A UK gender identity clinic that had been used to treat Irish children and young people is to be shut down.
Tavistock & Portman NHS Foundation Trust has been ordered to close by next spring, according to reports, following recommendations from an ongoing review of its operations.
The clinic assesses people for potential treatment by way of puberty blockers and cross-sex hormone treatments.
A UK review group, headed by paediatrician Dr Hilary Cass, has recommended a more diverse, regional service. Tavistock is to be replaced by centres at existing children’s hospitals, with more and “strong links to mental health services”.
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Tavistock has been providing an assessment service for Irish children and young people suffering from gender dysphoria, defined by the NHS as a “sense of unease that a person may have because of a mismatch between their biological sex and their gender identity”.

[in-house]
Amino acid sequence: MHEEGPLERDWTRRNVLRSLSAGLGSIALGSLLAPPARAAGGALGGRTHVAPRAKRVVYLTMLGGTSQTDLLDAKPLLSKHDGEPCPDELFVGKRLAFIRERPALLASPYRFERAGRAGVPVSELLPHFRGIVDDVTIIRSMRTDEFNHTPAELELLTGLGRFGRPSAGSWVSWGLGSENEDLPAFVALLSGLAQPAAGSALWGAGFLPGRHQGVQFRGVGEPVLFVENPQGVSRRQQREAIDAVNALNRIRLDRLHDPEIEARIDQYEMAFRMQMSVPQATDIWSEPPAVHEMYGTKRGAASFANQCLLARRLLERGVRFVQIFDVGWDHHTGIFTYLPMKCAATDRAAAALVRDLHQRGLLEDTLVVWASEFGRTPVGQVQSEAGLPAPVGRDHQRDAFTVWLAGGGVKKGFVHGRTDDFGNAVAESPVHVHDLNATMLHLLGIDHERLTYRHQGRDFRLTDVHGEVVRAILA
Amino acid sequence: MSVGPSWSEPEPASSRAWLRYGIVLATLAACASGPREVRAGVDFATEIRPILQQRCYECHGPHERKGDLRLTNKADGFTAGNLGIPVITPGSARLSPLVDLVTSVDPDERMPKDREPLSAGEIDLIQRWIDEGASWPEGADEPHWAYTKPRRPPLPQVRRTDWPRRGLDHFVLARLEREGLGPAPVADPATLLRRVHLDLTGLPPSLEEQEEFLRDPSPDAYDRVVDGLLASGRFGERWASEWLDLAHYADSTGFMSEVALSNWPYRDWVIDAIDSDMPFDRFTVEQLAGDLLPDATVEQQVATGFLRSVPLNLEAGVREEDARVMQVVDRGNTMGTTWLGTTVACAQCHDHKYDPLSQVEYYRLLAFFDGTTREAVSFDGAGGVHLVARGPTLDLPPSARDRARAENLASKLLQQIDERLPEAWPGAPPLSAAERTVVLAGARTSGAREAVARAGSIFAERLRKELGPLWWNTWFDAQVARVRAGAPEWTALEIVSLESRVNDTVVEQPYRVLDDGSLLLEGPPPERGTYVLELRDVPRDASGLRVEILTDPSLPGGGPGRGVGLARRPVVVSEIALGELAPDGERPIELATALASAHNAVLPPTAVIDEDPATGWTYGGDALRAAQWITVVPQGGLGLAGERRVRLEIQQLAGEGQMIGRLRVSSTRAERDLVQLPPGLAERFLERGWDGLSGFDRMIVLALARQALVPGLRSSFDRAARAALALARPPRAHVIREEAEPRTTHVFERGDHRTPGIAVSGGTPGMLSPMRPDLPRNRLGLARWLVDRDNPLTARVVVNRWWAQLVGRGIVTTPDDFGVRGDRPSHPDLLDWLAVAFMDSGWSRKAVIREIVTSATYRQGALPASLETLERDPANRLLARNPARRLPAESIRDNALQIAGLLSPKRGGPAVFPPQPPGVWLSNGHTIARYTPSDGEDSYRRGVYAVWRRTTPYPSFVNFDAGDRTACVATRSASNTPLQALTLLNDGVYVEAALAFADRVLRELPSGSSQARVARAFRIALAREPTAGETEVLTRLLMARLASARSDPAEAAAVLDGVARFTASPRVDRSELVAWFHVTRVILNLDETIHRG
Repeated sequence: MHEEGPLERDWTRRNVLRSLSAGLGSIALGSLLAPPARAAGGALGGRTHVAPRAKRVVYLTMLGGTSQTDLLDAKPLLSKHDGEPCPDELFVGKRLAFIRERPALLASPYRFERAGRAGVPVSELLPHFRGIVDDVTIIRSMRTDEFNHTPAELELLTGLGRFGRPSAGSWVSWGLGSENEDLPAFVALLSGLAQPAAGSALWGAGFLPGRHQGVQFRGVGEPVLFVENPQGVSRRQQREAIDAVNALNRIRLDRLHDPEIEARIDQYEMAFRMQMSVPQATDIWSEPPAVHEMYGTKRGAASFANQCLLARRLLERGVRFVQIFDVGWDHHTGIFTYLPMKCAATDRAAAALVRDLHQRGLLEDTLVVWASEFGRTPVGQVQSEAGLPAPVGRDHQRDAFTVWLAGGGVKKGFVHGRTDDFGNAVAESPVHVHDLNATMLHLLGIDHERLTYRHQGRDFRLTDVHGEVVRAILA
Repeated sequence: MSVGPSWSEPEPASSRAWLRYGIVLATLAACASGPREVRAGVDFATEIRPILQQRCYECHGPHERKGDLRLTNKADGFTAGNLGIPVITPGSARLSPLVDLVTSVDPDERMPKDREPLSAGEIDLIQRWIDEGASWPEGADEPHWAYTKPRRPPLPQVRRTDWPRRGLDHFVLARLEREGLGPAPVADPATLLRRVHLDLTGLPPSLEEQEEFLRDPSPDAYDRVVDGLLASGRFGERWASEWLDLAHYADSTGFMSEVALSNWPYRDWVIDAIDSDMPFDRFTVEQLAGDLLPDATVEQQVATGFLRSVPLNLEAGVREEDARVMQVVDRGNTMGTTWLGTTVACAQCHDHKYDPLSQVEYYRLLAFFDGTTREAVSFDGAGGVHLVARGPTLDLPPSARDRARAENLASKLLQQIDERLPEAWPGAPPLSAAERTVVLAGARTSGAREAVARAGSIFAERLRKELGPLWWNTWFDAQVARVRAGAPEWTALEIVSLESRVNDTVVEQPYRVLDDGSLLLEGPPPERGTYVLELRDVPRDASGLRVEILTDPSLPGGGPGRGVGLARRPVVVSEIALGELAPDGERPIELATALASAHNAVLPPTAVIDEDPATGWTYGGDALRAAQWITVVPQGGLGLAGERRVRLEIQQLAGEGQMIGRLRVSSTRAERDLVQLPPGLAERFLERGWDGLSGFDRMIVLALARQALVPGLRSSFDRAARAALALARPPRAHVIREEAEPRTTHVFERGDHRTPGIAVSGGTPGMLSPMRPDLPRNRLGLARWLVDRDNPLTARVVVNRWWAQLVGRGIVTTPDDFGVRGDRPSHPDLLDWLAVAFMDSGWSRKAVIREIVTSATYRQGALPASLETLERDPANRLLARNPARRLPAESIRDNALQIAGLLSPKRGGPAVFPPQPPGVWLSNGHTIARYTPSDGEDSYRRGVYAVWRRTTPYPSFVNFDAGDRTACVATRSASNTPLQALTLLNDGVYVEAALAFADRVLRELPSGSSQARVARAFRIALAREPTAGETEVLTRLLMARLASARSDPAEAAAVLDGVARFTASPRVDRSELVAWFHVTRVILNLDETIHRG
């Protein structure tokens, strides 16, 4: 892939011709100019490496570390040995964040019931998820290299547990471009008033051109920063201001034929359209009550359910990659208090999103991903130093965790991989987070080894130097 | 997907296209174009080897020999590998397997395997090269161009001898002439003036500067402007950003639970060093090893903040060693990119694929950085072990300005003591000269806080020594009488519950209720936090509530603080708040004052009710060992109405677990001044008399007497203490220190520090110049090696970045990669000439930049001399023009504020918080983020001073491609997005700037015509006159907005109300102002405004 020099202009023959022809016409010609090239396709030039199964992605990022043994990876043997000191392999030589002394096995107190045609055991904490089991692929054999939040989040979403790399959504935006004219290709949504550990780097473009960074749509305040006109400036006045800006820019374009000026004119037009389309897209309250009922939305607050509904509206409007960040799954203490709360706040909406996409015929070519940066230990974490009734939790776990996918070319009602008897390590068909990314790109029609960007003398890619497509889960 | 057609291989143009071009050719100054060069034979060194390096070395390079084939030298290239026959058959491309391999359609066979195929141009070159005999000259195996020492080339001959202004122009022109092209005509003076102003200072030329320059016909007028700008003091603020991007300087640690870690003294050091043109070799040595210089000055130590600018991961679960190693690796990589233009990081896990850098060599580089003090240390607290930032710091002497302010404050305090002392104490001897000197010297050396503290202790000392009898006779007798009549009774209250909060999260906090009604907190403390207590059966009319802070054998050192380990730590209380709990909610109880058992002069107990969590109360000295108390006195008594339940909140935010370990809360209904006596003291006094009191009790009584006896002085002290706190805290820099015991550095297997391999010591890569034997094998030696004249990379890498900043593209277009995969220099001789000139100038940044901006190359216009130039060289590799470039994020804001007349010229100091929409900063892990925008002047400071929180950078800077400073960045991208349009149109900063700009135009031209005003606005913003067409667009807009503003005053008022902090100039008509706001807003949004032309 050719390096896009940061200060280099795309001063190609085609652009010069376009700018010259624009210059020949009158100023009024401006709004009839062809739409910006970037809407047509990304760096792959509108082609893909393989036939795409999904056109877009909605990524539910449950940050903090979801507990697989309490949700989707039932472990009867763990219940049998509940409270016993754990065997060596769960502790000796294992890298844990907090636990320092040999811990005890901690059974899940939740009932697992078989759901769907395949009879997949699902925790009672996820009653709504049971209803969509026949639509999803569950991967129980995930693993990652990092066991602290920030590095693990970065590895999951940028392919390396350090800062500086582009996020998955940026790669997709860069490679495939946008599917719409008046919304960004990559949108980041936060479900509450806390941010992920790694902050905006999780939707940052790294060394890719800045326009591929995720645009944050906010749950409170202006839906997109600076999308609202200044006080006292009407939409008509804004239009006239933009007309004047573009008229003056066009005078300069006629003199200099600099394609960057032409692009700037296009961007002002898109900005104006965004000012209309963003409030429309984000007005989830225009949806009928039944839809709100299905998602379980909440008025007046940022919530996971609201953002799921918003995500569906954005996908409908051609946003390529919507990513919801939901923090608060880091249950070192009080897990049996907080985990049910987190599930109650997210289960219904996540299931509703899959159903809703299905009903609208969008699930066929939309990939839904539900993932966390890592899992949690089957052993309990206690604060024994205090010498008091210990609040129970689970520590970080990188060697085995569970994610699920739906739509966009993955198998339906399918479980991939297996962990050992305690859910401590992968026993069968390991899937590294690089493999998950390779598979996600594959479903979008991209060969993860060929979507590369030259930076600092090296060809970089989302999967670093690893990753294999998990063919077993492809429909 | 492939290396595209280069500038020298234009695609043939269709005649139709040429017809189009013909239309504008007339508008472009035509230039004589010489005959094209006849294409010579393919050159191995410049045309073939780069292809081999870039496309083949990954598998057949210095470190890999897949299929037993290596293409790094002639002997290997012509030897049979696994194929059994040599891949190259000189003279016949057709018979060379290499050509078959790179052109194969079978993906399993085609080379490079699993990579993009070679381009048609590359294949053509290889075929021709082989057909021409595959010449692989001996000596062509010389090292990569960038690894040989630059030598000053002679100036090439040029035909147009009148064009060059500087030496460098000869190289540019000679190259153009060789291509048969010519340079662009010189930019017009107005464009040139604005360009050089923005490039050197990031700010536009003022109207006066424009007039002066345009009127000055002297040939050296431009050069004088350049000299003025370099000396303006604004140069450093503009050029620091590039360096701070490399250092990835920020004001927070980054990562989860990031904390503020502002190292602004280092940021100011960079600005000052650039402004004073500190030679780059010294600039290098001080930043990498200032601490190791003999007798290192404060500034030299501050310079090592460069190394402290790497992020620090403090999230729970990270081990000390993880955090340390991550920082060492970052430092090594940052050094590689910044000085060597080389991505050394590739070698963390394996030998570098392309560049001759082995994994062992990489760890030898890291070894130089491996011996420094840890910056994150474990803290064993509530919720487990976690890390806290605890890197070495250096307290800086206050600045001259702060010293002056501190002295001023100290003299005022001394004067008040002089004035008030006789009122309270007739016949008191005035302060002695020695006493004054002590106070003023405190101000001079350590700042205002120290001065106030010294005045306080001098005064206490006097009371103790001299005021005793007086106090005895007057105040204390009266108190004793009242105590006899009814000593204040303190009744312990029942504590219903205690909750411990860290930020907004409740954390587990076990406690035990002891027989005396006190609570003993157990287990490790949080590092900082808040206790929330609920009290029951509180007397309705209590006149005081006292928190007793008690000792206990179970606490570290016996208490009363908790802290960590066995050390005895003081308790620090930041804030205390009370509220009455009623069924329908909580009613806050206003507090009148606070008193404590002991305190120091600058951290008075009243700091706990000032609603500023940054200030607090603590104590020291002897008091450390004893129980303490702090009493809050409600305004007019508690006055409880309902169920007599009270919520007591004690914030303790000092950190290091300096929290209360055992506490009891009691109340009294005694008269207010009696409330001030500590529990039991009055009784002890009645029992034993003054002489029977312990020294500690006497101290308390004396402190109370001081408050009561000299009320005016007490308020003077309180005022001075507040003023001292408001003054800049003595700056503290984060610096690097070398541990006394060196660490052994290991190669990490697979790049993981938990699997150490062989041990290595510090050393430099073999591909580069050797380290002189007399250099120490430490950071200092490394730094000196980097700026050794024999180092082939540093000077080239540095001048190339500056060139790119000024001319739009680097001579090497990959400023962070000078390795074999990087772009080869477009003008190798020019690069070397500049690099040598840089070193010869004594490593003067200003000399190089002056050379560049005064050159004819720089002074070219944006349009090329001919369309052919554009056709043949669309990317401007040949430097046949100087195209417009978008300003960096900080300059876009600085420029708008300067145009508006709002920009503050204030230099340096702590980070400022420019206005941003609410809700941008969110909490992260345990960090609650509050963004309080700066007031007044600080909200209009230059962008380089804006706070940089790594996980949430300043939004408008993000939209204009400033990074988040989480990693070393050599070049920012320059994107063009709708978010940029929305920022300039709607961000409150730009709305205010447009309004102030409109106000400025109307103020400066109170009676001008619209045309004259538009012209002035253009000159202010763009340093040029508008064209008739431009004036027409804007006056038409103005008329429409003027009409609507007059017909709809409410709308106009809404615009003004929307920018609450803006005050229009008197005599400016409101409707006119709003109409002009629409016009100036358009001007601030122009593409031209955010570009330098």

A High Court case in the UK ultimately led to a cessation of new referrals in 2020 for those aged under 16.
Data provided under the Freedom of Information Act shows that between 2011 and 2021, there were 234 referrals of Irish children and young people to its clinic, an average of 21 a year.
Irish patients historically had access to the UK service through the HSE treatment abroad scheme.
Efforts continue to identify alternative gender identity clinics abroad, while the HSE has also been developing its own domestic service.
Addressing the issue in the Dáil earlier this year, Frank Feighan, Minister of State at the Department of Health, said a proposed model of care for transgender people had been developed by the HSE’s quality improvement division. It recommends a “comprehensive multidisciplinary psychosocial assessment prior to commencement of hormone therapy by endocrinology services”.
It also outlines a framework for the development of national gender clinics.
The HSE did not immediately respond to requests for comment regarding the progress of a domestic care service. Nor did the NHS immediately respond to requests for comment regarding the closure or recommended replacement.
In March, an interim report by the Tavistock review team said it “had become increasingly clear that a single specialist provider model is not a safe or viable long-term option in view of concerns about lack of peer review and the ability to respond to the increasing demand”.